***I am placing a huge trigger warning on this one. The article I have linked to is very graphic and extremely upsetting. Please, please, be careful reading it if you are a survivor.*** More
17 Nov 2013 4 Comments
07 Apr 2012 1 Comment
The journey that led me to share my story with all of you began several years ago. Oddly enough, it started with an issue of Vegetarian Times. Hardly a life-changing event, I know. This particular issue had an article about small, lesser-known charities that were worthy of receiving your time and money. The article mentioned a charity called Women for Women International. This amazing charity has since received a lot of acclaim and attention after being mentioned on Oprah and other national shows. At the time, however, I had never heard of it. Women for Women helps women survivors of war and conflict. The countries in which Women for Women works have suffered through civil wars as well as international wars. In many of these countries, rape is consistently used as a weapon of war. Along with witnessing the brutality and bloodshed of war, many of these women have been raped by soldiers or have seen their family members suffer this fate. Women for Women provides them with economic training, training in women’s rights, and gives them a network of support.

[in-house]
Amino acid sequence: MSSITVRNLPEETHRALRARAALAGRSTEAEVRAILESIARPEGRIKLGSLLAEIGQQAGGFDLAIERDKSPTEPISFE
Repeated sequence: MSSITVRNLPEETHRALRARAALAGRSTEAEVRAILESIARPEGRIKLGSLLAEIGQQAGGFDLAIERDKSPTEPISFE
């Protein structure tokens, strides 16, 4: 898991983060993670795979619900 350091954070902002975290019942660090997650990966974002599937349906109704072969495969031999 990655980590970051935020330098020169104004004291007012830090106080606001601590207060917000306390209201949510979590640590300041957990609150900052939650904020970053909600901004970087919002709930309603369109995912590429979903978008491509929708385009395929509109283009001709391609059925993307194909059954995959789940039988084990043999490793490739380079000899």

After reading the article and visiting the website (www.womenforwomen.org), I was deeply moved by these women’s stories. I chose to sponsor a woman for myself. When you sponsor a woman, you get to correspond with your new “sister”. This was the most meaningful part of the experience for me. Not only did I know that my money was going to help her financially, but I could write and receive letters from her.
My sister is named Verena, and she lives in Rwanda. Yesterday was the 18th anniversary of the Rwandan genocide. I had heard very little about this tragedy until I started writing to Verena and did some research. Over the course of 100 days in 1994, 800,000 Rwandans were killed and half a million women were raped. Reading these statistics brought tears to my eyes, and the fact that it really seemed like the world sat by and watched it happen was appalling to me. Verena lived through this. She has 5 children, and is also raising her brother’s children. Her brother was killed in the genocide. I never asked her the full details of her experience, but I did share some of mine with her.
As a survivor of abuse or rape, I can tell you that sponsoring a woman who has gone through the same thing is amazingly empowering. I can’t encourage you enough to sponsor a woman through Women for Women. My experience is nothing compared to what the women in these countries have gone through. Hearing their stories gave me strength to deal with my attack. And I hoped that hearing my story gave Verena some hope as well. Verena is now done with her year long program. I will not hear from her again, but I know that she will always be a part of my life.